Recovering from an eating disorder is difficult. And this is precisely why Francesca Baker, 29, has created a cookbook that aims to help people with eating disorders change their mindset towards food.
Baker, who is in recovery from an eating disorder herself, says the book, called ‘Eating & Living: Recipes for Recovery’, is by “those who have been there”.
The recipes not only offer ingredients lists and methods for balanced, wholesome meals, but they also offer inspirational stories from those in recovery.
Eating disorders aren’t necessarily about food, writes Baker in a blog post on The Huffington Post UK.
“They’re about distress, shame, low self esteem, fear, and a whole host of other difficult emotions which manifest themselves through food and weight.”
Her book features a collection of recipes that have been shared by people who are recovering or recovered, as well as carers, friends and family of sufferers, professionals and health experts.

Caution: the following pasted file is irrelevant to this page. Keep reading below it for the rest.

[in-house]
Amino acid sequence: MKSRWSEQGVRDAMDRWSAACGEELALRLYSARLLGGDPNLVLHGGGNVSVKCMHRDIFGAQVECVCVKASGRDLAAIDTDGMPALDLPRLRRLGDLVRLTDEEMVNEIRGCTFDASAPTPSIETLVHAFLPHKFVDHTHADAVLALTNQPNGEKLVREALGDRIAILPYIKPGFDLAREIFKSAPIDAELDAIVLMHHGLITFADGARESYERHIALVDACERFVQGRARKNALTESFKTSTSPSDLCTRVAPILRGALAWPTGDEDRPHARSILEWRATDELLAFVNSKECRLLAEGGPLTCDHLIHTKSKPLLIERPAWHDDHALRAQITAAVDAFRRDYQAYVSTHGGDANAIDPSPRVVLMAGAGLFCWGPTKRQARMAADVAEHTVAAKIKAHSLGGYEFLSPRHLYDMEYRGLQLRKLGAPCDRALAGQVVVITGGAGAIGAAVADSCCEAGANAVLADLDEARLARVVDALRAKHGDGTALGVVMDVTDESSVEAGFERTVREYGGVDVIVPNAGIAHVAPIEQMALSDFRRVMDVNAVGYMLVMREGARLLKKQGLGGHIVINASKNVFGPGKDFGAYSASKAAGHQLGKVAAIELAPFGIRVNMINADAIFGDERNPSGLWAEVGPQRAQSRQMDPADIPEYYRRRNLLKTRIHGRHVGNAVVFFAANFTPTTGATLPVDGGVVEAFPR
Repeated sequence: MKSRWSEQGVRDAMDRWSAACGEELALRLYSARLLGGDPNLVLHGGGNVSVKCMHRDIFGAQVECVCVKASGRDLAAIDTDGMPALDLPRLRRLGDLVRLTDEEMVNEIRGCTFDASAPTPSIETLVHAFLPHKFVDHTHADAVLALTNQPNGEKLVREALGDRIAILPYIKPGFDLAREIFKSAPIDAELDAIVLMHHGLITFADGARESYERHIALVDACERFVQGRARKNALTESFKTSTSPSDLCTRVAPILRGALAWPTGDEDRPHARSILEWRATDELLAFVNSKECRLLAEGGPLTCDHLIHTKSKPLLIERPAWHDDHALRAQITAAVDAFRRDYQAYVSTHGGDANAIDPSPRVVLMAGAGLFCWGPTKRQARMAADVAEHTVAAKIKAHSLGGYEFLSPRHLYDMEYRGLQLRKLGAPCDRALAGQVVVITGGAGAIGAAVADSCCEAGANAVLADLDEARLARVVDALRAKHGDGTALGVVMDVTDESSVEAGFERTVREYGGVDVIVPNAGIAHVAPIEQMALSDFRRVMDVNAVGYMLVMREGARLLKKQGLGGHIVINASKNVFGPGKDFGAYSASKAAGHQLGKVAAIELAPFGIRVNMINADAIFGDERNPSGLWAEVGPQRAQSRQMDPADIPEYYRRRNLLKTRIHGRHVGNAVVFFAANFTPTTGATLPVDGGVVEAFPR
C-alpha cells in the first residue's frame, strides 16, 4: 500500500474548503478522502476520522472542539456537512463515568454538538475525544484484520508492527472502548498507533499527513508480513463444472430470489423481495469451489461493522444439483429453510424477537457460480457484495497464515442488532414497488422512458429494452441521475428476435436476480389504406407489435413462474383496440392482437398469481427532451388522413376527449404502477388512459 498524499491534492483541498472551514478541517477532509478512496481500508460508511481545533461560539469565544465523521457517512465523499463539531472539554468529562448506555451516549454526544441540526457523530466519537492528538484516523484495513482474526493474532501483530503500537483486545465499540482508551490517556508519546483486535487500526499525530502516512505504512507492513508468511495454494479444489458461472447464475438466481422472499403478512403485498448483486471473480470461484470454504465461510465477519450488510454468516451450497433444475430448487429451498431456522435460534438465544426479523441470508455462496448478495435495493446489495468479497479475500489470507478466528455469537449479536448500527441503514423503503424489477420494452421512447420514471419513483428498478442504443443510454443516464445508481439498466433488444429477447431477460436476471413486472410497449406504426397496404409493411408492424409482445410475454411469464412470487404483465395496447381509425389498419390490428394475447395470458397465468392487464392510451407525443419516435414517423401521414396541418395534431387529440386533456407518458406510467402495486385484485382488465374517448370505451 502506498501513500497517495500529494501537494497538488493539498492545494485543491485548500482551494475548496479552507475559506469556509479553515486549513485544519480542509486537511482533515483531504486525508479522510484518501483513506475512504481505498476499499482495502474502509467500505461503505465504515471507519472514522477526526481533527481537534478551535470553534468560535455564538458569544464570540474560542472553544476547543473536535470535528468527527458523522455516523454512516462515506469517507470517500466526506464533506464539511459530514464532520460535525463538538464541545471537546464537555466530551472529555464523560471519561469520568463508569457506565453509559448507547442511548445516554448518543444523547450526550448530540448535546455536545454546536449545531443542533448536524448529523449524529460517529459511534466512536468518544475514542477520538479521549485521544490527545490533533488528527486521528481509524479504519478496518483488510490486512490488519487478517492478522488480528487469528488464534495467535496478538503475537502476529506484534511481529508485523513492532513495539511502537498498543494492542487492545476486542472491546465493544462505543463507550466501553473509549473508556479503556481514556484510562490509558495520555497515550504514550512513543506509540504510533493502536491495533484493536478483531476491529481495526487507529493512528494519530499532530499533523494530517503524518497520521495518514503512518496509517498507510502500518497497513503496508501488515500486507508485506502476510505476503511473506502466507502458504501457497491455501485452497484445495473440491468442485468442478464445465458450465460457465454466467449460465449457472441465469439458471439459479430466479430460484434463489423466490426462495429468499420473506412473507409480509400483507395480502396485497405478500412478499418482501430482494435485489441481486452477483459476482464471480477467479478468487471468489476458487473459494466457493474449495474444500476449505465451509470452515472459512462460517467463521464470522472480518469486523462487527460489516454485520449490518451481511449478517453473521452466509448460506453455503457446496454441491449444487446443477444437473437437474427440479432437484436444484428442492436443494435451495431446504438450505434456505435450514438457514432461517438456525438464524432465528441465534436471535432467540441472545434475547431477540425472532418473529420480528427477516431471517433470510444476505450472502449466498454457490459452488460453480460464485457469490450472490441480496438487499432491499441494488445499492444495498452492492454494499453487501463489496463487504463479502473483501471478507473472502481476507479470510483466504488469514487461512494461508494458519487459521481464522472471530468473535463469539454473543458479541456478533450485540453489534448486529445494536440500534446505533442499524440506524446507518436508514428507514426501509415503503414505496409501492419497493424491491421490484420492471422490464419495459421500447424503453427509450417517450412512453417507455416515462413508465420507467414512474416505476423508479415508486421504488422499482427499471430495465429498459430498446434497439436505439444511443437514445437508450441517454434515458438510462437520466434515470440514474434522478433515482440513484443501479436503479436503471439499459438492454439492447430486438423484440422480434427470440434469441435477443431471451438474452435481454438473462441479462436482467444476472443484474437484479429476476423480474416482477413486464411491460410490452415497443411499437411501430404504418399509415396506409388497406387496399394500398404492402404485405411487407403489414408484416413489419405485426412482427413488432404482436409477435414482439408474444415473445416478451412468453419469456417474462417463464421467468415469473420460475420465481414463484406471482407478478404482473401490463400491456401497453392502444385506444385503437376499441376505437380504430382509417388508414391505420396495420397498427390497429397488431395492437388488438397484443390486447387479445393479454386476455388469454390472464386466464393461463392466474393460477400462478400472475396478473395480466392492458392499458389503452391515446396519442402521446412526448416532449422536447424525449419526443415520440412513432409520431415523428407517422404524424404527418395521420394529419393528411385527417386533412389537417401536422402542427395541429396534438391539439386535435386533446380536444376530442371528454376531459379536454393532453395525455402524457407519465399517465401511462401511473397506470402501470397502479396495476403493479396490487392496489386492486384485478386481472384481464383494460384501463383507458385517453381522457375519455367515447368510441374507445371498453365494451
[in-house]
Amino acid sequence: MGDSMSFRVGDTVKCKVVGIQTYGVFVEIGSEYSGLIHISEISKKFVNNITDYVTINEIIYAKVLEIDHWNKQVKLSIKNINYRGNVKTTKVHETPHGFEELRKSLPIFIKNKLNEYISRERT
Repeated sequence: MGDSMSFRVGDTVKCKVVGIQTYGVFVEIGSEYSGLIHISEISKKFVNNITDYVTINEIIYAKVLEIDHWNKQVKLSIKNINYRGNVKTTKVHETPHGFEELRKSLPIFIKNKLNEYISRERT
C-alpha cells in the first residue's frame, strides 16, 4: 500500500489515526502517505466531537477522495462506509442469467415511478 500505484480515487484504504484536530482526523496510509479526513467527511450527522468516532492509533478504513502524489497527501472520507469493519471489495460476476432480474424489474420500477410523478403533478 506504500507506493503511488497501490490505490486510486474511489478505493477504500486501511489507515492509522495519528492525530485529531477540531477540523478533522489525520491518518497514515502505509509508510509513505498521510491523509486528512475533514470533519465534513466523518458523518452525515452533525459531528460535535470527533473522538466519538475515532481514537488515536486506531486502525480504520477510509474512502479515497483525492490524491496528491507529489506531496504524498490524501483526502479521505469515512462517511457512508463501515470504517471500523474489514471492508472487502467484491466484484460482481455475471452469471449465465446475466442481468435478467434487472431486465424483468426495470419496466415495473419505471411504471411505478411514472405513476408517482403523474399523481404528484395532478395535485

The idea stemmed from conversations in an inpatient ward for severe eating disorders, where patients would talk about meals they loved and wished they felt able to eat again.
“We joked about how we should make a recipe book, what with all the food knowledge and meal ideas we had, as we told stories about those delicious foods we feared we had lost,” says Baker.
Importantly, her recipe book is not exclusively about food.
“We all know that great meals are so much more than a nice taste,” she says.
“Circumstances, company and memories all play a role. Losing the ability to engage with food in a ‘normal’ way cuts you off from all of these things, and it’s that which really hurts.
“Meals are meant to be an important and enjoyable part of a happy life. It can be hard to remember that.”
As a result, Baker asked people submitting recipes to not only include ingredients and methods, but to share a story or cherished memory as to why their particular recipe matters to them.
One of the contributors, Tabitha Farrar, tells of how she fought her fear of fat and found cheese on toast again.
Shani Raviv tells of how her Granny’s mac’n’cheese was rediscovered and allowed her and her grandmother to bond again.
Proceeds from the book, which costs £10, will go towards eating disorders charity Beat, which provides helplines, online support and a network of UK-wide self-help groups to adults and young people in the UK.
“The book communicates the message that there is no such thing as a ‘good’ food, but that the old mantra ‘everything in moderation’ still rings true,” adds Baker.
“Recovery is hard. But to live, you must eat.”